As per last year, I’ll be writing a poem a day in April, doing NaPoWriMo. Then I hope to keep writing poetry for the rest of my life.
When I’ve gathered myself together and worked up the courage, greased the wheels of long-ago J-School lessons and made peace with the memories of several lifetimes, I shall start to write again, here:
Petal because I’m hypersensitive and breakable; and I think I have mettle, because I’ve fought my worst fears to have my adventures and experiences. I doubt that that will change until I well and truly give up and, well, die. Essentially.
I never want to be static. I always want to be willing and happy to learn. I want to be solid and stoic and calm, but I also know that there are deep parts of my personality that don’t want to be. They want to be curious, spontaneous and inquisitive, childlike and a constant beginner; to dance in the lights as much as hover in the wings.
But there’s one thing the whole choir of voices in my head agree on, and it’s this: we want to write. So we shall. Eventually.
There is something beautiful about believing in the potential of things without needing proof of it; something childlike and loyal and vulnerable. I am not sure I’m capable of it, but I’m glad it exists. It ignites passion and creativity because of all that is possible if you believe it is.
I was never made to be cynical– I don’t think it was ever in my nature– but I have never been the kind who can believe without questioning, either. It’s something about being Buddhist, which tells you to question.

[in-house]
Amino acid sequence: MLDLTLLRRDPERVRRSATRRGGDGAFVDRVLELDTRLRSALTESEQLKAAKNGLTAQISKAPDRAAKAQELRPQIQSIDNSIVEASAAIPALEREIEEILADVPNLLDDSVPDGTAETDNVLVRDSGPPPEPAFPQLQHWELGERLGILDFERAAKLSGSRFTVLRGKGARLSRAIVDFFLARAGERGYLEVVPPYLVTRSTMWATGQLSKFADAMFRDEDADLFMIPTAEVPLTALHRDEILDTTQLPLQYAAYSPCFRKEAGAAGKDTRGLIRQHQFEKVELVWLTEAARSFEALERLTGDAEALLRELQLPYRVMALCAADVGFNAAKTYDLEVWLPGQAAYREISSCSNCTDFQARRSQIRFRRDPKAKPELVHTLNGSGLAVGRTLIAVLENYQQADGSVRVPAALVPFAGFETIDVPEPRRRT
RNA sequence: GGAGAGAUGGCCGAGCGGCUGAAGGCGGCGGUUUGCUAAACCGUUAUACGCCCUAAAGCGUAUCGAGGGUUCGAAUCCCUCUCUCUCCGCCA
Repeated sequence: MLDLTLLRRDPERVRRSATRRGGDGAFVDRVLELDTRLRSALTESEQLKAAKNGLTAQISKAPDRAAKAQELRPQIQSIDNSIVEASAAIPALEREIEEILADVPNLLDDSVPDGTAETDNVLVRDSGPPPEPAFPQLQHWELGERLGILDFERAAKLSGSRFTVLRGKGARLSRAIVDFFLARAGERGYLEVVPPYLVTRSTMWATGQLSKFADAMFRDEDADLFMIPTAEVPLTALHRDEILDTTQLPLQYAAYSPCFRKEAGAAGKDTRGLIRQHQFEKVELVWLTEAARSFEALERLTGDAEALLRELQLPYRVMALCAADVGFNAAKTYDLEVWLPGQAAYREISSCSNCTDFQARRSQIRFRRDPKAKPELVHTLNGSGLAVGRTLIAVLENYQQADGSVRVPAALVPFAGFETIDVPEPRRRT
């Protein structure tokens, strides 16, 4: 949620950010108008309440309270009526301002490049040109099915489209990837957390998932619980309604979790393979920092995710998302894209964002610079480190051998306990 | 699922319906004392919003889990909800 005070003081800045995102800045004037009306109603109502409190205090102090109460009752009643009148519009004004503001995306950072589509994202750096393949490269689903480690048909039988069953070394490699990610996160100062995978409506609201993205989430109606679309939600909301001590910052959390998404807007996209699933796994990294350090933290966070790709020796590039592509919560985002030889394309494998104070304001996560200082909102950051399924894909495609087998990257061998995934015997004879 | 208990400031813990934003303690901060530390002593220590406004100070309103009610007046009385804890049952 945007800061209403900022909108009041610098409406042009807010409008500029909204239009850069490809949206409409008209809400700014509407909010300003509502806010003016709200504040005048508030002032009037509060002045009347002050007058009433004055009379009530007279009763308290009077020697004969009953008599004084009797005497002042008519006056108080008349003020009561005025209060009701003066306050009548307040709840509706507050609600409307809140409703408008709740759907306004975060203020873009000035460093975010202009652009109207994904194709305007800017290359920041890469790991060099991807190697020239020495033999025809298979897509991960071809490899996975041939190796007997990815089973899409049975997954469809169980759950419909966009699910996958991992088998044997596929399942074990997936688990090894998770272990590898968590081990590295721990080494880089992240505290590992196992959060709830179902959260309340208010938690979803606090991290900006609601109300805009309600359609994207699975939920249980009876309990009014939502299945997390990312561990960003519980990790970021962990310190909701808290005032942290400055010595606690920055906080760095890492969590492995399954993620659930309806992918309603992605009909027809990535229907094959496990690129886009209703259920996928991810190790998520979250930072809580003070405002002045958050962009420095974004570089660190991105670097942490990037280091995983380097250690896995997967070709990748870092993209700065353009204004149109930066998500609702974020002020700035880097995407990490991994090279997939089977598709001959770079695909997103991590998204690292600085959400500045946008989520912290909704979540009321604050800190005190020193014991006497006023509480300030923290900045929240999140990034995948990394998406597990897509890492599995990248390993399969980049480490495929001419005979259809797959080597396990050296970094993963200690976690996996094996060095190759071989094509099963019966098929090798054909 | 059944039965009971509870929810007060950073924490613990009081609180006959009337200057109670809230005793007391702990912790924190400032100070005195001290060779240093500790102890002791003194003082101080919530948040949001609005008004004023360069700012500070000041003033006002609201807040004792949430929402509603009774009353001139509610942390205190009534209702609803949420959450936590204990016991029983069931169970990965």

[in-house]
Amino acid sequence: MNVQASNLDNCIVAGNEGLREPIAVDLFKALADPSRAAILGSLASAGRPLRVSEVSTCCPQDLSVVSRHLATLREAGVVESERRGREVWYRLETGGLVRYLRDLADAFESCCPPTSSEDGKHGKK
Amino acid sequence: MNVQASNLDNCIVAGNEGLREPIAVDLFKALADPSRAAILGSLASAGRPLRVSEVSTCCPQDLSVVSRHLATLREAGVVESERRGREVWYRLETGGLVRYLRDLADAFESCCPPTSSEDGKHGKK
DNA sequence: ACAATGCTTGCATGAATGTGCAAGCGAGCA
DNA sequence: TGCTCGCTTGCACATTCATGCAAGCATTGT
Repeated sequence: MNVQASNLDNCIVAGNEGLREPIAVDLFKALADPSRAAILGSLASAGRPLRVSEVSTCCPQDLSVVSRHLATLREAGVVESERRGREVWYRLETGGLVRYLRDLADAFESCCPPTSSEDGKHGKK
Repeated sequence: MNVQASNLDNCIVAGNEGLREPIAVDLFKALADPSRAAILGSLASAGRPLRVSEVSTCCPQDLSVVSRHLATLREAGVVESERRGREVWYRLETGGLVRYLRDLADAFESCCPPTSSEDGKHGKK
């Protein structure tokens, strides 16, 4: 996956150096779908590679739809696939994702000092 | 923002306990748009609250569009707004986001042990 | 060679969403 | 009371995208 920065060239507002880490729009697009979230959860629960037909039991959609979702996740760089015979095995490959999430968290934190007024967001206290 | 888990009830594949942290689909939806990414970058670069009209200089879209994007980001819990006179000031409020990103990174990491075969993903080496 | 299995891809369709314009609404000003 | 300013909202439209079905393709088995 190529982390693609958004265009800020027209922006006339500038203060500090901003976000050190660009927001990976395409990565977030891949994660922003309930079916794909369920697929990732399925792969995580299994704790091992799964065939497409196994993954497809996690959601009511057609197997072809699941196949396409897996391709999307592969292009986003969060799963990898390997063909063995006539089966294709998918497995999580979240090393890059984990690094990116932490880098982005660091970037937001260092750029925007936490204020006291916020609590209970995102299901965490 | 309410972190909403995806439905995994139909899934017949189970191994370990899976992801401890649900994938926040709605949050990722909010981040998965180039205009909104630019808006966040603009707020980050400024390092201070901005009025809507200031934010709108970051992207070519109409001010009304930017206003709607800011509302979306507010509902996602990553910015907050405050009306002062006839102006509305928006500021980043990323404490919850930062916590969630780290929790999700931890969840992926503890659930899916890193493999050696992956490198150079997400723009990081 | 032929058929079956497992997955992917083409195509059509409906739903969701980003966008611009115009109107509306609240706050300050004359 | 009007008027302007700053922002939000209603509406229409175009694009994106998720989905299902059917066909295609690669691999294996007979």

Nonetheless, I’m grateful for faith– it emerges in confidence, knowing we can do something having never done it before; in marriage, vowing to love someone for the rest of your life, not really knowing if you will; in leaps of faith and in trust and in love.
Freedom! The wind in my hair and streets and winding lanes to explore
All the paths cars cannot tread and pedestrians cannot reach!
Skim the dappled sun-streaked pavements under budding trees, soar
Beside seagulls and bare sandy feet, beneath a blue-sky beach;
Wind in lazy sync with swift-flowing sparkling rivers, before
The heavy cool blanket of night sets in, and then whizz along
Under the silent twinkling stars, yellow-lamplit pavements;
Stand, feel the rush of air, and weave through the busy throng.
Today, the sad thing is all over the papers, the call that the MH plane crashed in the ocean off Perth (it seems to have got really far off course). It’s awful, all those poor relatives, with no real closure, no bodies to bury. No goodbyes.
I do want to just quickly say, though, that 777s are wonderful planes. Some of the nicest rides in sky. I know they pollute carbon dioxide, but I can’t help but be grateful for planes. So many new adventures now exist because planes exist. No, they don’t travel at the speed of the soul at all, and I hate jet lag, and they spit me out desiccated, tired, cranky, achey and antsy, and I can’t do long flights with any sort of grace, but look at how much it has changed our lives, outlook, sense of space and time. And if that’s not a collective human adventure in itself, I don’t know what is.
I owe a post for yesterday but this one was easy. If you have ever spent time hauling luggage through an old-world underground, most notably in some otherwise wonderful European cities, you’d probably agree with me that the sight of an elevator or escalator is often accompanied by mental heavenly choirs and trumpets and seem to glow against a backdrop of clouds! I am grateful for lifts and escalators.
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